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Can strategic uncertainty help deter tax evasion? an experiment on auditing rules

Tan, Fangfang and Yim, Andrew (2011): Can strategic uncertainty help deter tax evasion? an experiment on auditing rules.

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Abstract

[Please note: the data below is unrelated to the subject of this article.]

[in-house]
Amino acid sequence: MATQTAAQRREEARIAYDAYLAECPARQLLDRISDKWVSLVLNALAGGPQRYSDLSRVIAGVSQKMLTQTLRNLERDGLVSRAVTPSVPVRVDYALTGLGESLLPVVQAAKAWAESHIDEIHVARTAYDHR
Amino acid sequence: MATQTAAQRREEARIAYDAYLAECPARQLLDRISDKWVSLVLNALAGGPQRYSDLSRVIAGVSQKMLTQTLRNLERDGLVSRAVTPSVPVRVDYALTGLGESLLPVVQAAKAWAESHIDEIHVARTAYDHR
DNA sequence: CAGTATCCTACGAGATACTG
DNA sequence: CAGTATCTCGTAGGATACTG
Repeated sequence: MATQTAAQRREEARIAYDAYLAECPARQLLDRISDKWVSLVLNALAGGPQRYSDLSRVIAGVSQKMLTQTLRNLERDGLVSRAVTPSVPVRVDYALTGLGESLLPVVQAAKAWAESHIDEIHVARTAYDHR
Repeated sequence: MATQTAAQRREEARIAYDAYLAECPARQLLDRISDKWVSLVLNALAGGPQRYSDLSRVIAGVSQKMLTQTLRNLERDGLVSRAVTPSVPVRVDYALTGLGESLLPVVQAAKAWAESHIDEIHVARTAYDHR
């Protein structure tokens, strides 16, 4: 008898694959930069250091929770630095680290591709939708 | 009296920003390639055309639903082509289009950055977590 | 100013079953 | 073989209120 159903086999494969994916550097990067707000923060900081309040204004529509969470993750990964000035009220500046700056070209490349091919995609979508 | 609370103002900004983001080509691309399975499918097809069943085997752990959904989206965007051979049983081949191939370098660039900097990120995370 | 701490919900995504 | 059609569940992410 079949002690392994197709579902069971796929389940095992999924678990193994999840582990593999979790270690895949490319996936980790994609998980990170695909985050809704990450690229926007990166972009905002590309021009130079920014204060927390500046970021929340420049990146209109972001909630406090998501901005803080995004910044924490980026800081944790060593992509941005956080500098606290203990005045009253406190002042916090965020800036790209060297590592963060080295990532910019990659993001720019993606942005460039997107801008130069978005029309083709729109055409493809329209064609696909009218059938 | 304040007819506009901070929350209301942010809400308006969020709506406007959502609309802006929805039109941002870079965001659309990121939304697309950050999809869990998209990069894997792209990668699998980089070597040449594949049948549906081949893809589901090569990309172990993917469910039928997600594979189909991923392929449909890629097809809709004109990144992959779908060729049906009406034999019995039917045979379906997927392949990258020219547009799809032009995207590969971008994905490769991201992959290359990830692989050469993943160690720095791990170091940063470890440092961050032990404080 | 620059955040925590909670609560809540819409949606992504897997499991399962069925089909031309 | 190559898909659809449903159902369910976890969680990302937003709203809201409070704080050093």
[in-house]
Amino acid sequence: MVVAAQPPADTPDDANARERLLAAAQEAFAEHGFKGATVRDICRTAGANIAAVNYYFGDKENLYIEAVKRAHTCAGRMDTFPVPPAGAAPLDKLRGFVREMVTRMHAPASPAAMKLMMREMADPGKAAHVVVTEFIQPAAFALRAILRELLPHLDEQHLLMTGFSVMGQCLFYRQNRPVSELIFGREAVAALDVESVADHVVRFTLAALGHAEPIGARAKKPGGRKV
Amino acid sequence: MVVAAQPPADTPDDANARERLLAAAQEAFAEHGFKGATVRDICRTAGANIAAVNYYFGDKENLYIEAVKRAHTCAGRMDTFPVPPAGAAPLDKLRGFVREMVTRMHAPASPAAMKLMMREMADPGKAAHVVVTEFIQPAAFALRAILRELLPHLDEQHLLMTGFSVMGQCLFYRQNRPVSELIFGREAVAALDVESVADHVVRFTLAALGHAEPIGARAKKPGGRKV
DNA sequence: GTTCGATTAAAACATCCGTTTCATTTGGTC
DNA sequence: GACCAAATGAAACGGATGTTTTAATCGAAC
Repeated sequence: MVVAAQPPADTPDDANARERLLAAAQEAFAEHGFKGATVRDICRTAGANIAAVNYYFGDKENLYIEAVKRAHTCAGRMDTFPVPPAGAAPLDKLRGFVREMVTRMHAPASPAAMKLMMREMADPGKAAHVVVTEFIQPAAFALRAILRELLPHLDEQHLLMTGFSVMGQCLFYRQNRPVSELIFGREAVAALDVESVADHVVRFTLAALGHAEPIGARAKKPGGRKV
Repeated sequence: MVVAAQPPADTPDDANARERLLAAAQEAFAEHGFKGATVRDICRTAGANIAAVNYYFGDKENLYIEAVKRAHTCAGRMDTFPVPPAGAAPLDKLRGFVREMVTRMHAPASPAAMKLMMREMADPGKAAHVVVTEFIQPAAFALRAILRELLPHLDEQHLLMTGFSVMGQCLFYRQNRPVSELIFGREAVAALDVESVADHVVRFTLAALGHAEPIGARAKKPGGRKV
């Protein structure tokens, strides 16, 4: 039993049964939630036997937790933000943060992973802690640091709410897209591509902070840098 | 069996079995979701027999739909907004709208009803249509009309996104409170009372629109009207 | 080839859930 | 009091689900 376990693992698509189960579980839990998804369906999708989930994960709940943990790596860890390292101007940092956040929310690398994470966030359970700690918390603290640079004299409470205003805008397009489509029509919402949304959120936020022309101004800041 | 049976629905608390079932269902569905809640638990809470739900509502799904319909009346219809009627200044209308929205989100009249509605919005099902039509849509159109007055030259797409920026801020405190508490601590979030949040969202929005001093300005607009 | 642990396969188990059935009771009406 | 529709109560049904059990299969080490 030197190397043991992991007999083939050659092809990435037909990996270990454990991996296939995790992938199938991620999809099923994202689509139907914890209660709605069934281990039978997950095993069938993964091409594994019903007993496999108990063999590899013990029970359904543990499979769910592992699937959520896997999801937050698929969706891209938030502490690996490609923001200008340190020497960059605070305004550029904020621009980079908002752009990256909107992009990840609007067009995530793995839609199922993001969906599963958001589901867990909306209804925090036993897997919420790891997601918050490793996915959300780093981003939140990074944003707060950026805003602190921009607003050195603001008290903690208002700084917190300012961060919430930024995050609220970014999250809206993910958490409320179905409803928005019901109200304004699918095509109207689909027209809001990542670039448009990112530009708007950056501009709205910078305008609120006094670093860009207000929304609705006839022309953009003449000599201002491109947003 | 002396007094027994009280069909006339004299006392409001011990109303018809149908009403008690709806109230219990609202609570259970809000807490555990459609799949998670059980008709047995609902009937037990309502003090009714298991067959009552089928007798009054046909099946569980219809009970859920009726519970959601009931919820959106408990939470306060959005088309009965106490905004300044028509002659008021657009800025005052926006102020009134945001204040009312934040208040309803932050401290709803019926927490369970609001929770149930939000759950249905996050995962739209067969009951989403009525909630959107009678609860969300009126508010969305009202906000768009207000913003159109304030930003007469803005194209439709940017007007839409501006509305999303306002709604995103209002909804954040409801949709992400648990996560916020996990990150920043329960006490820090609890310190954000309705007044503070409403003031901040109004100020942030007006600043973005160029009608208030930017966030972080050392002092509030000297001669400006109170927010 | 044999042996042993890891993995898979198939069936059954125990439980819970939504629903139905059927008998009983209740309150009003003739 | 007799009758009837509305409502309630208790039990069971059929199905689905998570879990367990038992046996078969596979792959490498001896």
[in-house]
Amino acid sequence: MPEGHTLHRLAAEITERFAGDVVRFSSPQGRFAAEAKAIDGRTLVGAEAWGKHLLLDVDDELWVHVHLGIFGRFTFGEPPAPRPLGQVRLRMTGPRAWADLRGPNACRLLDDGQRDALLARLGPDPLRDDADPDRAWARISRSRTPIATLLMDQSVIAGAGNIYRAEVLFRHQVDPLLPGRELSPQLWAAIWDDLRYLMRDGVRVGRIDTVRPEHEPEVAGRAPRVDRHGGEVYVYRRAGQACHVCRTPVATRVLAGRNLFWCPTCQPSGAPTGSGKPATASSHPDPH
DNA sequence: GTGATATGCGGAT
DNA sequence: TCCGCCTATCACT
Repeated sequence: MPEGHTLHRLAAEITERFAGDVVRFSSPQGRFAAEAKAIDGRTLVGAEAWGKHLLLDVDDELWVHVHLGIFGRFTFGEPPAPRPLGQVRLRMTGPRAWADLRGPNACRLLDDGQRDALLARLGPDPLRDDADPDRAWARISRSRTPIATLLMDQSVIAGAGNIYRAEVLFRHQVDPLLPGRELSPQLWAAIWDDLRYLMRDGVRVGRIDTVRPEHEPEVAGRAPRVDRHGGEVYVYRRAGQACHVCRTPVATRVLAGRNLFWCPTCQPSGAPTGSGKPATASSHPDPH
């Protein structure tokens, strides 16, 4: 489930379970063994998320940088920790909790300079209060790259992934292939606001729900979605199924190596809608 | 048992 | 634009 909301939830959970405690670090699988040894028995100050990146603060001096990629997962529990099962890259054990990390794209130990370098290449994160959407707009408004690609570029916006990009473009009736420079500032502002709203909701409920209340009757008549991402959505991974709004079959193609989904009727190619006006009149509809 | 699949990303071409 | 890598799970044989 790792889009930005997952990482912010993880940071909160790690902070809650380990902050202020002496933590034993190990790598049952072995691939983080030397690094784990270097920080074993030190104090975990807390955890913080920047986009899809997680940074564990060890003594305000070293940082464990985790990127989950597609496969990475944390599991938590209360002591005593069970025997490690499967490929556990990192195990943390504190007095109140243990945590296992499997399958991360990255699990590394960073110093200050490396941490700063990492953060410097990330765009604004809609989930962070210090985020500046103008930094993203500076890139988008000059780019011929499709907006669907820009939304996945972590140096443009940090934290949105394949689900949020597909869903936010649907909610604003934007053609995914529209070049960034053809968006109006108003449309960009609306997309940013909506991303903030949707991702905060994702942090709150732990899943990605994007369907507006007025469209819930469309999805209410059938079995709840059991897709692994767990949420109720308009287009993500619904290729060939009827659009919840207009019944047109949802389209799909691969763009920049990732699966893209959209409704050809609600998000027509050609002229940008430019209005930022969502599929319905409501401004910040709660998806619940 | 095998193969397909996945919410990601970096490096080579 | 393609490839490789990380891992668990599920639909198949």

This paper adds to the economic-psychological research on tax compliance by experimentally testing a simple auditing rule that induces strategic uncertainty among taxpayers. Under this rule, termed the bounded rule, taxpayers are informed of the maximum number of audits by a tax authority, so that the audit probability depends on the joint decisions among the taxpayers. We compare the bounded rule to the widely studied flat-rate rule, where taxpayers are informed that they will be audited with a constant probability. The experimental evidence shows that, as theoretically predicted, the bounded rule induces the same level of compliance as the flat-rate rule when strategic uncertainty is low, and a higher level of compliance when strategic uncertainty is high. The bounded rule also suppresses the "bomb crater" effect often observed in prior studies. The results suggest that strategic uncertainty due to interactions among taxpayers could be an effective device to deter tax evasion.

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